A partial solar eclipse will be visible on Tuesday October 25, 2022 throughout mainland France. The eclipse will be more or less visible depending on the parts of the territory. The phenomenon will indeed be more intense in the north-east (the Moon will hide up to 19.5% of the sun in Strasbourg) than in the south-west of the country (in Pau, the Moon will hide only 3.5% of our star at the maximum of the phenomenon).
Solar eclipses, even partial, are phenomena rarely visible from mainland France. It is therefore a small event that can be enjoyed with the family, or in a school environment. But beware : However, some precautions must be taken to observe it safely.. Because sunlight threatens to blind you if you look directly at the star.
On what date and time does the partial solar eclipse visible in mainland France take place?
The Paris Observatory has put this map online which gives the exact time of lunar transit in around twenty French cities. On the whole territory, the phenomenon should begin to be visible in Lille at 9:09 a.m. on Tuesday, October 25, 2022. In Pau, it will be necessary to wait until 9:28 a.m. to observe the start of the eclipse.
The end of the transit should be as early as 10:35 a.m. in Quimper, while people observing the eclipse in Ajaccio will be able to observe the transit until 11:07 a.m. The experience of this eclipse will therefore not be the same depending on where in mainland France you are. Added to this is the fact that the French cities are all more or less distant from the passage of the shadow of the Moon on the Earth.
This means that observers will notice a more or less pronounced transit depending on their point of observation. As we told you, the phenomenon will be much more intense in the northeast than in the southwest.
How to observe the partial solar eclipse: the precautions to take
The light emitted by the sun is very intense, which makes it particularly dangerous for the retina. This is why you should never look directly at the sun, even during an eclipse – otherwise your retina will be permanently burned, and therefore potentially blind for the rest of your life.
The simplest method to watch the phenomenon without risk and without buying any accessory, is to take a cardboard box, for example a box of shoes, and to make a hole on one of its sides with a pin then to observe the luminous shape that appears on the face opposite the hole inside. At first, the luminous shape will be perfectly round, but as the eclipse progresses, you will see this shape change…
Another possibility: buy special glasses. But be careful, you have to make sure that the glasses in question meet safety standards, otherwise you will again put your eyesight at risk. Here we take up the overall recommendations issued by the Paris Observatory:
“If you don’t have special eclipse glasses, the best way to observe remains indirect observation by projection. All you need to do is pierce a cardboard sheet with a pinhole, which will be presented facing the Sun. An image of the Sun will thus be projected on a reception screen (also a simple cardboard sheet). The size of the image will be greater the greater the distance between the two sheets (solar image of almost 1cm for a separation of one meter between the two screens)”, explains the Observatory.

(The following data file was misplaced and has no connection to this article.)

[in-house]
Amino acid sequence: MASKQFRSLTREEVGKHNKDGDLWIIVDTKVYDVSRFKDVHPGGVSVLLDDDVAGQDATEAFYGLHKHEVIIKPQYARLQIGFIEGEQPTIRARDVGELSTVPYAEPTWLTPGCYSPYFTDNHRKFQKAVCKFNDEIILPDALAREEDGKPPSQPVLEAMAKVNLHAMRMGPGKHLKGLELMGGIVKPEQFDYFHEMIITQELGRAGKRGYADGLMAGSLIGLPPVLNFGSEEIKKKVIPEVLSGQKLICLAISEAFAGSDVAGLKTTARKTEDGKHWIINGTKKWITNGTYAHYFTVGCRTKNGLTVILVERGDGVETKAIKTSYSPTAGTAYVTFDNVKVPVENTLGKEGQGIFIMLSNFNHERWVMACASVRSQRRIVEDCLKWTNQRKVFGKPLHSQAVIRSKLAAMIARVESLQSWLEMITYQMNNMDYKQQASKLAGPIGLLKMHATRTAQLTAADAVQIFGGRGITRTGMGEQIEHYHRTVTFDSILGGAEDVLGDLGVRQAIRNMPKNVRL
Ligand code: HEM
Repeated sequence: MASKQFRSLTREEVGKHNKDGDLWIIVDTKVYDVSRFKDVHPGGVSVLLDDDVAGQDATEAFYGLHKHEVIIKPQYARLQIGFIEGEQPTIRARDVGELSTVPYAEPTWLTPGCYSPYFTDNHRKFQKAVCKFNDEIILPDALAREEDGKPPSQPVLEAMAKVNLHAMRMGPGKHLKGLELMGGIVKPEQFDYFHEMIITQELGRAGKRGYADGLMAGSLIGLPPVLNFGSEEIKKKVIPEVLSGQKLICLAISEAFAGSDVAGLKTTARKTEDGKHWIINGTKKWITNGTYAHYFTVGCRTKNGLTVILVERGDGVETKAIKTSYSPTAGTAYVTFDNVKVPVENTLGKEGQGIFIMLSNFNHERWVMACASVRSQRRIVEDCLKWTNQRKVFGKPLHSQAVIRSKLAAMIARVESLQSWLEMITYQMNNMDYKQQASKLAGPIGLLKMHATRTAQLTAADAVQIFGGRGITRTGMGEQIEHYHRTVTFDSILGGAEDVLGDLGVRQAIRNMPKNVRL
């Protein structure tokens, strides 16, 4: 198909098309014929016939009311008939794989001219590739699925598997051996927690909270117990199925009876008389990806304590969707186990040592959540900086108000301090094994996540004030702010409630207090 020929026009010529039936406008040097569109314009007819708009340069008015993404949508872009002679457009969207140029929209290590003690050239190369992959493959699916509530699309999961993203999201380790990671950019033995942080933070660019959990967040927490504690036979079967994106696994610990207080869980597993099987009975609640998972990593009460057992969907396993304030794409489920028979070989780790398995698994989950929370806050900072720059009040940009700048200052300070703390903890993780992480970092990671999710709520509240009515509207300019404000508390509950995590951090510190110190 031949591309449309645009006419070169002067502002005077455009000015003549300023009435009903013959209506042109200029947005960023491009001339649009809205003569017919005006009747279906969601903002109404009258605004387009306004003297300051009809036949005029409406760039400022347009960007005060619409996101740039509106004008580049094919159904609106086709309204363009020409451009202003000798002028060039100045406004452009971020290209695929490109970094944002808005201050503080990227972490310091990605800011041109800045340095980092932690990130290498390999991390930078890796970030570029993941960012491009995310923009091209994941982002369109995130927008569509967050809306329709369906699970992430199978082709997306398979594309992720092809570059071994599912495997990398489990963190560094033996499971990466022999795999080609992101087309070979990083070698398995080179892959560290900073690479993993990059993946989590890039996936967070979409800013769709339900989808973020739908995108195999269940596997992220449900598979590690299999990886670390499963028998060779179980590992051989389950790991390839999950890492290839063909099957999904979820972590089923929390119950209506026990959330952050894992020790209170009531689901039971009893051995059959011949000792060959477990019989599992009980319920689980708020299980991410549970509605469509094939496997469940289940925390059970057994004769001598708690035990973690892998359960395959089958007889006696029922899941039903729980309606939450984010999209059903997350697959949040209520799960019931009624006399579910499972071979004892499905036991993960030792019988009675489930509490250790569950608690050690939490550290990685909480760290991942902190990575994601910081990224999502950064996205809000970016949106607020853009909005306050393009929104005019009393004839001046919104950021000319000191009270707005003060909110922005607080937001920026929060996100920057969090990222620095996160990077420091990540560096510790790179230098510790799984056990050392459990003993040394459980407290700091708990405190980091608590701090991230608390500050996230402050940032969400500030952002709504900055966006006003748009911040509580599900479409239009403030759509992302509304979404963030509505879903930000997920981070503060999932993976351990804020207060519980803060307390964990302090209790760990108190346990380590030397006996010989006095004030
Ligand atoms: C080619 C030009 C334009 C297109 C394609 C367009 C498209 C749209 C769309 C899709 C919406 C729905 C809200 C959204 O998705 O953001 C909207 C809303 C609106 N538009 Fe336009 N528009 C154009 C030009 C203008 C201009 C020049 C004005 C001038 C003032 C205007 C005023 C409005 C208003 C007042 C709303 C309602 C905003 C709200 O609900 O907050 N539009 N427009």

And to add: “A simple shoebox can be enough for the operation. Its dark interior will reinforce the contrast necessary for good visibility of the image of the Sun. A small square opening will be made in it so as to allow observation by eye, or by means of a camera, of the image of the Sun thus formed in the box.
When will the next solar eclipse visible from France take place?
We already know that other partial solar eclipses will be visible from France in the coming years. The next deadline will take place on March 29, 2025, and the next on August 12, 2026. But for a total eclipse (which covers 100% of the solar disk) you will have to be much more patient. The next occurrence visible from France will not take place before September 3, 2081.
If you’re worried about not being patient enough, you might have a chance of seeing a total eclipse faster by traveling to other countries in Europe near France. On August 12, 2026, a total eclipse will be visible from parts of Spain and from Iceland. Another total eclipse will be visible on August 2, 2027 from southern Spain.
What is a total, partial or annular solar eclipse?
A solar eclipse forms when the Moon passes in front of the Sun and obstructs the disk of the star as observed from Earth. The eclipse is total when the distance between the sun and the moon results in an apparent size equivalent to the size of the solar disk – and the alignment perfectly matches the region from which the phenomenon is observed.
The eclipse is said to be annular when the apparent size of the Moon is smaller than that of the solar disk – but the optimal alignment with the observer is maintained. Finally, the eclipse is partial when the phenomenon is observed from an area which does not correspond exactly to the place where the shadow of the Moon passes during its transit.